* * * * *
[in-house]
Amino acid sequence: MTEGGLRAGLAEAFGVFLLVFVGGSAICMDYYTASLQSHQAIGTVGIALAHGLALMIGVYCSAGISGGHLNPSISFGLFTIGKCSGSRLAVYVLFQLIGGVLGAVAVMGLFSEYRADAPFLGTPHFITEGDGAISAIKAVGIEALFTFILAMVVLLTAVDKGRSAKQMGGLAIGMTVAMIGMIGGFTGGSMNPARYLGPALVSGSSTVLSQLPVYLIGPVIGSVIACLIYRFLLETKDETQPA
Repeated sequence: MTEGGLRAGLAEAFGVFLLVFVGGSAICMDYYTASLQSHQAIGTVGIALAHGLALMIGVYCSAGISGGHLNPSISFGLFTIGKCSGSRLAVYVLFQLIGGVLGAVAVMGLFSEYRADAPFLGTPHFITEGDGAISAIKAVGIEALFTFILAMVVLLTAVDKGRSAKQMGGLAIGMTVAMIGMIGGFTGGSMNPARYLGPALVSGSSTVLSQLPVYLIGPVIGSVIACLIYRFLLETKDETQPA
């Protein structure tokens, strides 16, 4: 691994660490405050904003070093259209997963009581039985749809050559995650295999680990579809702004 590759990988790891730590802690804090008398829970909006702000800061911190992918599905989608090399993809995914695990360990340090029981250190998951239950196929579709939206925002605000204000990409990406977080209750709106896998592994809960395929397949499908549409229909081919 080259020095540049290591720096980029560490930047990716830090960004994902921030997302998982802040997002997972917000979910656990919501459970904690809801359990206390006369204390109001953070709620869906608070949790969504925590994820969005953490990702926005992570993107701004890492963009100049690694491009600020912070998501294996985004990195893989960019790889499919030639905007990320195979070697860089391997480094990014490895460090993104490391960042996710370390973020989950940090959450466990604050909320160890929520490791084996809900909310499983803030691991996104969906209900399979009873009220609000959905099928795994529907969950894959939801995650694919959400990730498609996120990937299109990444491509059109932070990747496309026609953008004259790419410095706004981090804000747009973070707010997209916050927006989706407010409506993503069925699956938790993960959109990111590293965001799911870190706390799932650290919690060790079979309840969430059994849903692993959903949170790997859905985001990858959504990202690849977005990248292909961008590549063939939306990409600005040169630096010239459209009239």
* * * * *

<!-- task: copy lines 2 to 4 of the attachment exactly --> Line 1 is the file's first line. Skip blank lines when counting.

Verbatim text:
Amino acid sequence: MTEGGLRAGLAEAFGVFLLVFVGGSAICMDYYTASLQSHQAIGTVGIALAHGLALMIGVYCSAGISGGHLNPSISFGLFTIGKCSGSRLAVYVLFQLIGGVLGAVAVMGLFSEYRADAPFLGTPHFITEGDGAISAIKAVGIEALFTFILAMVVLLTAVDKGRSAKQMGGLAIGMTVAMIGMIGGFTGGSMNPARYLGPALVSGSSTVLSQLPVYLIGPVIGSVIACLIYRFLLETKDETQPA
Repeated sequence: MTEGGLRAGLAEAFGVFLLVFVGGSAICMDYYTASLQSHQAIGTVGIALAHGLALMIGVYCSAGISGGHLNPSISFGLFTIGKCSGSRLAVYVLFQLIGGVLGAVAVMGLFSEYRADAPFLGTPHFITEGDGAISAIKAVGIEALFTFILAMVVLLTAVDKGRSAKQMGGLAIGMTVAMIGMIGGFTGGSMNPARYLGPALVSGSSTVLSQLPVYLIGPVIGSVIACLIYRFLLETKDETQPA
């Protein structure tokens, strides 16, 4: 691994660490405050904003070093259209997963009581039985749809050559995650295999680990579809702004 590759990988790891730590802690804090008398829970909006702000800061911190992918599905989608090399993809995914695990360990340090029981250190998951239950196929579709939206925002605000204000990409990406977080209750709106896998592994809960395929397949499908549409229909081919 080259020095540049290591720096980029560490930047990716830090960004994902921030997302998982802040997002997972917000979910656990919501459970904690809801359990206390006369204390109001953070709620869906608070949790969504925590994820969005953490990702926005992570993107701004890492963009100049690694491009600020912070998501294996985004990195893989960019790889499919030639905007990320195979070697860089391997480094990014490895460090993104490391960042996710370390973020989950940090959450466990604050909320160890929520490791084996809900909310499983803030691991996104969906209900399979009873009220609000959905099928795994529907969950894959939801995650694919959400990730498609996120990937299109990444491509059109932070990747496309026609953008004259790419410095706004981090804000747009973070707010997209916050927006989706407010409506993503069925699956938790993960959109990111590293965001799911870190706390799932650290919690060790079979309840969430059994849903692993959903949170790997859905985001990858959504990202690849977005990248292909961008590549063939939306990409600005040169630096010239459209009239």